Edward Nkoloso, Founder of the Zambian Space Program

zambian space

What if Africa had sent the first humans into space? To Infinity and beyond, as we head out into the weirder parts of the Wikipedia universe with the Wikiworm…

Edward Festus Makuka Nkoloso was a resident of Zambia who joined the British forces in World War II, and served as a sergeant in the signal corps. After the war, he became translator for the Northern Rhodesian government. He was also a grade school teacher, and opened a new school, which was purportedly shut down by British authorities. He then joined the resistance movement.  He was arrested and imprisoned in 1956 and 1957. Following his release, he was appointed as security official of United National Independence Party. In 1960, he founded the Zambia National Academy of Science, Space Research and Philosophy.

From 1960 until sometime after 1969, this program sought to accomplish the launching of a rocket that would send one 17 year old girl and two cats to the moon. There were also plans for a trip to Mars. Nkoloso hoped to beat the United States and Soviet Union’s respective space programs at the height of the Space Race.

To train the astronauts, Nkoloso set up a makeshift facility on an abandoned farm seven miles from Lusaka where the trainees would be rolled down a rough hill in a 44 gallon oil drum. This, according to Nkoloso, would train the men in the feeling of weightlessness in both space travel and re-entry. In addition, they used a tire-swing to simulate weightlessness.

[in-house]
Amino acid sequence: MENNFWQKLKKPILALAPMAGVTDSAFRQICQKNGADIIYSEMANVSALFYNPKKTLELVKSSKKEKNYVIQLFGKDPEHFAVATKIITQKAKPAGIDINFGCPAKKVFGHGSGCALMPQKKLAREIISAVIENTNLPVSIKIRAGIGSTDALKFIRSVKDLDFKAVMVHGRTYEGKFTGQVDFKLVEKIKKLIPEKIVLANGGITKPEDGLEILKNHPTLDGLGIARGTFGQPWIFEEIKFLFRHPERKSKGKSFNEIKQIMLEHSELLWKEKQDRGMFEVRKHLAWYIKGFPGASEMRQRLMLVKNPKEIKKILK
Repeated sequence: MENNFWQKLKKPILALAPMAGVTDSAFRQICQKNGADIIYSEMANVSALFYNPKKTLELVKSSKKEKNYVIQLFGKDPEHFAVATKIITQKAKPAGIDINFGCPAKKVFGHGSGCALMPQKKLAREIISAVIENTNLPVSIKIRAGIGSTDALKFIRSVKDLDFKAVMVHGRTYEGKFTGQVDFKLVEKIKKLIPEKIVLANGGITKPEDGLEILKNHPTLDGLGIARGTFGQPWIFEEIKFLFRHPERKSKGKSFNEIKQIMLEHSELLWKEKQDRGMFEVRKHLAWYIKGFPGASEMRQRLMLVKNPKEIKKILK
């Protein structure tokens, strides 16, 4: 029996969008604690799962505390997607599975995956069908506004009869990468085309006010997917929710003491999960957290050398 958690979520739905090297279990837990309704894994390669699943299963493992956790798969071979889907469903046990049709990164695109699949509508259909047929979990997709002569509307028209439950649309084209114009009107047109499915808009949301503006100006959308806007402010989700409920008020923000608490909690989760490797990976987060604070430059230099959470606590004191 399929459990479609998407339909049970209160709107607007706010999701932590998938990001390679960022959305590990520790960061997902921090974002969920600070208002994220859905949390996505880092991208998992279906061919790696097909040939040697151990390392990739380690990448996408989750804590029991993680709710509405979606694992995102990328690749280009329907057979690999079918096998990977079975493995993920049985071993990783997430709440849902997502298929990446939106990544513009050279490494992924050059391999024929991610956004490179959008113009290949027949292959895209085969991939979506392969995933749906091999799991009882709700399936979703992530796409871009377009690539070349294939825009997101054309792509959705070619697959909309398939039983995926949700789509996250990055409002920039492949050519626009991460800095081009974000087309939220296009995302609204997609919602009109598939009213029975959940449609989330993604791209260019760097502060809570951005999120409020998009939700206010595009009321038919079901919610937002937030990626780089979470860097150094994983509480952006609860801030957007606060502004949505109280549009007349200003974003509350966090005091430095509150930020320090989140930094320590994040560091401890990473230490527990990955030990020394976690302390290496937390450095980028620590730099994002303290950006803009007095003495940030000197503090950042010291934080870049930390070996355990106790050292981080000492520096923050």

Nkoloso stated goals of the program were to establish a Christian ministry to “primitive” Martians, and the hope of Zambia becoming the “controllers of the Seventh Heaven of Interstellar space”. However, he reportedly instructed the missionary in the space program not to force Christianity onto the native Martian inhabitants.

The rocket, named D-Kalu 1, was a 10-foot x 6-foot drum-shaped vessel. Named after the first president, Kenneth David Kaunda, he claimed it was made of aluminium and copper, and space worthy. The planned launch date was on 24 October 1964, Independence Day, and would take place from the Independence Stadium, but was purportedly denied permission due to being inappropriate.

It is said that he then asked UNESCO for a grant of £7,000,000 in Zambian pounds to support his space program. It is also said he requested $1.9 billion from “private foreign sources”. However, the Ministry of Power, Transport and Communication is reported as stating those requests had not been made on the behalf of Zambia.

The term “Afronauts”, coined by Nkoloso, refers to the participants of this program.

Nkoloso stated the program failed due to lack of funds, the pregnancy of astronaut Matha Mwambwa and her subsequently leaving the program to return to her parents, and problems with morale due to media attention. The rocket was claimed to have been sabotaged “by foreign elements”. The Zambian government distanced itself from Nkoloso’s endeavour.

He received a law degree from the University of Zambia in 1983. He was awarded the Russian Jubilee Medal “Forty Years of Victory in the Great Patriotic War 1941–1945”. He also served as president of the Ndola Ex-servicemen’s Association and made an honorary army colonel. He died on 4 March 1989, and was buried with full presidential honours.

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In between dealing with all things technological in the Dabbler engine room, Worm writes the weekly Wikiworm column every Saturday and our monthly Book Club newsletters.